The new asanas carved by B. K. S. Iyengar seemed to be variants of classic asanas and many of them assumed hypermobility. Then he introduced the new names. These names tried to describe the visual properties of the asanas – like Adho mukho svanasana (usually translated as “downward looking dog posture”). The final position looks like parvatasana (“mountain pose”), but he pressed on to a stage when the head touches the ground. Nevertheless, a new era of nama-rupa trend started. Newer and newer variants of the classic yoga postures developed, but their development was not supported by the tradition and for many, the advantage over the original sets of asanas was not convincingly demonstrated. Still, in the Iyengar school, the asana practices came close to physiotherapeutic sessions, due to a very strict positioning system. Thus apart from the trend that nearly every new school of yoga has a tendency to rename the asanas, to develop new versions of them, to create synonyms and homonyms as well as new terms, there is a perceptible urge to come forward with more demanding “new” asanas. They in turn appear in yoga books and in the recently introduced “yoga” competitions.

In the late 1960s a piano designer, merchant and piano tuner Mr. Hanka from my city went to the Bössendorfer factory to see the new developments in his favourite pianos. He saw some changes in design that made them more complicated. He tried the acoustic impact of them and then asked why they changed the classic design, which gave excellent sound quality whilst these new additions did not bring any improvement. The response was – well, there should be some design changes visible to the buyers. Similarly, when we see this new development in yoga asanas, it is difficult to see any other reason than to have a new asana, to have a photo of them, give them a name and then one is on the path towards name and fame as well as affluence and influence.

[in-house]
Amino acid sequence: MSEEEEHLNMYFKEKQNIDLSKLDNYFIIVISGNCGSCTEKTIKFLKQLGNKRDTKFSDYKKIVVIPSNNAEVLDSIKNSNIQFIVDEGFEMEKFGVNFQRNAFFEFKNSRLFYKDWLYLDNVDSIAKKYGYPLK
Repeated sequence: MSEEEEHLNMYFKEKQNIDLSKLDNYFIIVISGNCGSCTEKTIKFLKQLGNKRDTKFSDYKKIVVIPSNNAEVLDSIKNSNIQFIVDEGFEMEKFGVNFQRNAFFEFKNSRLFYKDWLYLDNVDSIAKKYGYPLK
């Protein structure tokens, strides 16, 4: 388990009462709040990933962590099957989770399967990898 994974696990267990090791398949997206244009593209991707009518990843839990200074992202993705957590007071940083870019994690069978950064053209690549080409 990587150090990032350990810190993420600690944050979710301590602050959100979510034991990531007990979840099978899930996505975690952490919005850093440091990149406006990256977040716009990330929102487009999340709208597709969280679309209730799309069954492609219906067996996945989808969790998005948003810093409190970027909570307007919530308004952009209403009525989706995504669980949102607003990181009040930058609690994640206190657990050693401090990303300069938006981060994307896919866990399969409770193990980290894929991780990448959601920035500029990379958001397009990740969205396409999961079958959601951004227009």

One of the recent books, written by D. Lacerda, 2100 asanas gives an excellent example of this. Handsome demonstrators, nice photographs of 2100 asanas. I miss there, e.g., the explanation of the effect of these asanas on the body energy system and mind. The new names given to the asanas are often surprising – like Eka hasta pada baddha eka pada raja kapotasana or Grantadara urdhva baddha hastasana. A number of the positions are variants of the classic, simple position and I am sure that they do not represent a benefit from the yogic point of view. I have read the Czech translation of the book, but that is like to read the “Onion”. A lot of humorous “sentences” caused by the complicated and long sanskrit names. Evidently the translator was not experienced and not really a yoga practitioner.

Earlier, authors like H. Motoyama were at a great pain to demonstrate the complex effects of various yoga practices, modern authors can rely on their physical attractiveness, high physical mobility (true, this often does not come for free), the ability to invent new varieties of asanas, a lot of workshops around the world and to open a yoga business (in case of D. Lacerda it is the Mr. Yoga Inc.) and people will swarm for consultations. In the above mentioned interview, B. K. S. Iyengar told the reporter that he is worried about the fact that yoga has became a big business, in spite of the fact that is it a system for spiritual development. One has to agree that he was right even though he also contributed (knowingly or unknowingly) to this situation.